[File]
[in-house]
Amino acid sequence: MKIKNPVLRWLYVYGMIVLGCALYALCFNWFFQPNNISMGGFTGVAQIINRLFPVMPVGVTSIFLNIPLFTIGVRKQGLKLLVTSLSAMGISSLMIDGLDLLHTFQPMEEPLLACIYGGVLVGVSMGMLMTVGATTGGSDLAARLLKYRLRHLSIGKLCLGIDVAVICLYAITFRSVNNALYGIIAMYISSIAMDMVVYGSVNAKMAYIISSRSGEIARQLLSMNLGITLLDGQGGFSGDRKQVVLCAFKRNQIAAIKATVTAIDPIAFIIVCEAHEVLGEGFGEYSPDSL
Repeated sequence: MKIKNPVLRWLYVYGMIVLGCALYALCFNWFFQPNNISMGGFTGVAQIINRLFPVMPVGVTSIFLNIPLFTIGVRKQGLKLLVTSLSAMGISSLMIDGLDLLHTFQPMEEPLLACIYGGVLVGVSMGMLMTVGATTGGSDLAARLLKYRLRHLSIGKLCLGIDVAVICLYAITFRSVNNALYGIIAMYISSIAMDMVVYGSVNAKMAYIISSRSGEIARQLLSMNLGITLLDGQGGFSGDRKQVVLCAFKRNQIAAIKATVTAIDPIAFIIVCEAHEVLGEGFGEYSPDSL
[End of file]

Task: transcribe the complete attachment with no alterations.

[in-house]
Amino acid sequence: MKIKNPVLRWLYVYGMIVLGCALYALCFNWFFQPNNISMGGFTGVAQIINRLFPVMPVGVTSIFLNIPLFTIGVRKQGLKLLVTSLSAMGISSLMIDGLDLLHTFQPMEEPLLACIYGGVLVGVSMGMLMTVGATTGGSDLAARLLKYRLRHLSIGKLCLGIDVAVICLYAITFRSVNNALYGIIAMYISSIAMDMVVYGSVNAKMAYIISSRSGEIARQLLSMNLGITLLDGQGGFSGDRKQVVLCAFKRNQIAAIKATVTAIDPIAFIIVCEAHEVLGEGFGEYSPDSL
Repeated sequence: MKIKNPVLRWLYVYGMIVLGCALYALCFNWFFQPNNISMGGFTGVAQIINRLFPVMPVGVTSIFLNIPLFTIGVRKQGLKLLVTSLSAMGISSLMIDGLDLLHTFQPMEEPLLACIYGGVLVGVSMGMLMTVGATTGGSDLAARLLKYRLRHLSIGKLCLGIDVAVICLYAITFRSVNNALYGIIAMYISSIAMDMVVYGSVNAKMAYIISSRSGEIARQLLSMNLGITLLDGQGGFSGDRKQVVLCAFKRNQIAAIKATVTAIDPIAFIIVCEAHEVLGEGFGEYSPDSL